The New York State Restaurant Association has declined to participate in a lawsuit filed by the National Restaurant Association and other trade groups to overturn New York City’s newly passed restrictions on the sale of large, sugary beverages in the restaurants and other businesses.
The lawsuit, which was filed on Oct. 12 in New York State Supreme Court in Manhattan, seeks to block New York officials from implementing the ban on large sodas and sugary drinks passed by the city’s Board of Health in September. The ban, which was designed to address the nation’s health and obesity problems, is slated to take effect in March 2013.
The suit claims that the Board of Health overstepped its authority by passing the ban, contending that it should have been taken up by the New York City Council.
“The lawsuit is about ensuring that the Board of Health respects the legislative process,” said Caroline Starke, a spokeswoman for the plaintiffs. “Despite strong and growing opposition from New Yorkers, the proposal was passed by sidestepping the city’s elected legislators.”
And while the NYSRA opposes the city ban, executives of the 5,000-member association have chosen not to take part in the lawsuit. “We’re concerned with further restrictions on what our customers can and cannot order,” said Rick Sampson, president and chief executive of the NYSRA. “And we don’t believe it addresses the problem of obesity.”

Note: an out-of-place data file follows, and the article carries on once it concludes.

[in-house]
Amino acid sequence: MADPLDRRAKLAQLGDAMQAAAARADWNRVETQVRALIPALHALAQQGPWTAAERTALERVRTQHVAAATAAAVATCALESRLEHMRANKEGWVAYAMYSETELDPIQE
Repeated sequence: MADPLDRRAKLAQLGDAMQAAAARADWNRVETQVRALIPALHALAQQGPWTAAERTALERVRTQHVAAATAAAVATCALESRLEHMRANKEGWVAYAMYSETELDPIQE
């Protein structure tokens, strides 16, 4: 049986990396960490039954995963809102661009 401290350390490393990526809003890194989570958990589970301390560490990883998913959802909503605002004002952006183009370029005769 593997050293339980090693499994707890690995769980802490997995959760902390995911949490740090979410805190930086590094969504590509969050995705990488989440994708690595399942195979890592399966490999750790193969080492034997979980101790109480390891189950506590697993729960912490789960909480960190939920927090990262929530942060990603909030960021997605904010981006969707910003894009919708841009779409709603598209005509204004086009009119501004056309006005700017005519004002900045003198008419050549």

However, he continued, the association chose not to join the coalition “because this issue only impacts a very small percent of our New York City members, and we feel that we need to pick our battles.
“We’re also very concerned that there may be blowback from the city [that could affect] our association and members,” Sampson said. “We want to make it as clear as possible that we’re not involved.”
The initiative, which has the support of Mayor Michael Bloomberg, establishes a 16-ounce size limit on sodas and other sugary drinks served at restaurants, sports venues, movie theaters, street carts and delis. The city said earlier it will begin fining sellers by as much as $200 for violating the ban once it has taken effect in mid-June.
Retail food and convenience stores, which fall under the jurisdiction of the state of New York, are not regulated under the city ban.
Earlier the NRA had said the ban “unfairly targets restaurants, and is a misguided tactic to impact the obesity problem.”
In addition to the NRA, the lawsuit coalition includes Teamsters Local 812, Korean-American Grocers Association of New York, National Association of Theatre Owners of New York State, New York State Coalition of Hispanic Chambers of Commerce and the American Beverage Association.
The coalition has requested that the court reach a decision by Dec. 15 so that businesses do not have to spend any money complying with the regulation.